Today I walked into the kitchen with one of the mangoes that our landlord’s daughter in law picked from the tree in our yard yesterday. We have three mango trees, each bearing a slightly different type of fruit. One has small green mangoes that have sour, yellow flesh; one has large green ones that can be eaten “young” and crispy or “ripe” and soft; and one has perfect yellow mangoes with yellow flesh, the type you think of when you close your eyes and start imaging a mango. I’ve learned that there are hundreds of types of mangoes and right now it’s mango season. There are too many fruits than can be eaten. Plenty of them are left to rot. People bring me bags of mangoes from their trees. I offer bags of mangoes from ours.
The cutting board was leaning against the screen of the kitchen widow, drying. I took it and a knife to the counter and noticed some brown specs crawling around the white plastic edges. There are more than twice as many species of ants as there are types of mangoes and now that rainy season is coming back around, the ants are back with a vengeance.
I am constantly bushing ants off of me. If a hair lands on my arm or something tickles my leg, my first thought is “another ant.” We spray them with vinegar and water, with ant and cockroach spray, we wash them down the drain in the bathrooms and laundry room. We bought white bricks of ant poison that line our kitchen counters. We take out our trash twice a day. We moved every single food item that wasn’t sealed in plastic into the refrigerator. Then we moved the items sealed in plastic into the fridge just for good measure.
The mangoes from landlords’ daughter in law were just a day or two shy of perfect. You have to pick them at the exact right time. Too early and they never soften and too late they fall from the tree and splat on the ground. These mangoes would be perfect if they were set out on a counter for a day or to. But the ants. The wouldn’t ripen in the dark, cold fridge so we settled on putting them in a big bowl of water on the kitchen table. The rainy season brings the ants into the house. A plate full of water under the cat’s dish keeps the ants out of the kibble. We figured a small lake would keep them from our mangoes.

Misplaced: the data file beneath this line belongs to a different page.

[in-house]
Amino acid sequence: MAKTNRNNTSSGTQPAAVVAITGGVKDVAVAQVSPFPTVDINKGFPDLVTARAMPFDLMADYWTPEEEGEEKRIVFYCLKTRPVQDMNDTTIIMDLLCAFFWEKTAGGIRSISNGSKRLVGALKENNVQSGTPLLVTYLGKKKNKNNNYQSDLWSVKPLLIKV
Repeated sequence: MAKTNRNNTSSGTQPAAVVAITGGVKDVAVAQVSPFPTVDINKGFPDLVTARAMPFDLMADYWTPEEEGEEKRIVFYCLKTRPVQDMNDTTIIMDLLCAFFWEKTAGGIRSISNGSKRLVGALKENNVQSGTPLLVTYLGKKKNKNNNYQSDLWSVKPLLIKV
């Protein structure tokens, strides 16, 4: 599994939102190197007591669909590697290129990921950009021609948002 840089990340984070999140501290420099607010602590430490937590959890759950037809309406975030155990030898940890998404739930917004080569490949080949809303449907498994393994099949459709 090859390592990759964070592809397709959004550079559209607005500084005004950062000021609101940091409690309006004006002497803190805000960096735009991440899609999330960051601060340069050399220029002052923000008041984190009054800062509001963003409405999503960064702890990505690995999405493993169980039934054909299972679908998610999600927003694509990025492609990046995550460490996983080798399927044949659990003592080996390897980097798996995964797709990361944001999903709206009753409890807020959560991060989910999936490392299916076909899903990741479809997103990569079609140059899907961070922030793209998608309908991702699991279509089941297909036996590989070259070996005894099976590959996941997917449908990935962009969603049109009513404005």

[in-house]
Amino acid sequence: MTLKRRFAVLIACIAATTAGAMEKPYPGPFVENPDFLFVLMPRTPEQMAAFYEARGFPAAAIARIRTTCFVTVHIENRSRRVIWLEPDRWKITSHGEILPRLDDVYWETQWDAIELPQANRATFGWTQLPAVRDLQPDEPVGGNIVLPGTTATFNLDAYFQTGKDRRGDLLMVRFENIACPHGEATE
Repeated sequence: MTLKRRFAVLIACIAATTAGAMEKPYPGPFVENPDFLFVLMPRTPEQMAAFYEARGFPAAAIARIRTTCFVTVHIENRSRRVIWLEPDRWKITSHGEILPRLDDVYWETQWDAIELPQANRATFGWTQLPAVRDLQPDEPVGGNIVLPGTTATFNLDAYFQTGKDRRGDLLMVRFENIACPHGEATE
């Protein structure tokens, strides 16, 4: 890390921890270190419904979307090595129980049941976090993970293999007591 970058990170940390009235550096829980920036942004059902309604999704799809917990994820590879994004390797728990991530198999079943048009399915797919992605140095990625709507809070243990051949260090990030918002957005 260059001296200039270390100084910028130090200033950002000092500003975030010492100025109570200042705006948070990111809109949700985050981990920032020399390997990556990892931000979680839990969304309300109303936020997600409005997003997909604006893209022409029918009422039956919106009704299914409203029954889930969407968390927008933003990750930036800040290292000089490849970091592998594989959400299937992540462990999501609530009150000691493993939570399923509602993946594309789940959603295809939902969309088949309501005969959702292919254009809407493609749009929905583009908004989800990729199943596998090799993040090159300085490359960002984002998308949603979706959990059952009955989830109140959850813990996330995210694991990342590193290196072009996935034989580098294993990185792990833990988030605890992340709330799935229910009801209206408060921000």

So when I took my mango from the bowl and saw a few six legged foes on the cutting board, I didn’t really bat an eye. A previous version of me might have washed said cutting board or at the very least rinsed it off. I simply ran my hand over it knocking the ants off and set out to cut the fruit.
I’ve learned there’s an art to cutting a ripe mango. Turn in on its edge so the pit runs from top to bottom with the majority of the flesh on the left and right. Cut as close to the pit as possible giving yourself two bigs hunks of fruit. Score these into half inch squares and turn the skin inside out to create perfect bite sized pieces. Remove the ring of skin from around the pit and use your teeth to take the remaining fruit from around the pit. Mango preparation isn’t for the faint of heart.
I’ve asked around. “Do you have a lot of ants in your house?” And “What are you doing about the ants?” The consensus is, “Yeah, we do.” And “Well, what can you do? It’s wet season.” I’ve gotten lackluster suggestions to keep on scrubbing and sweeping and spraying. But mostly I’ve gotten the recommendation to wait. This too will pass. It’s the season for mangoes. And with it comes the season for ants.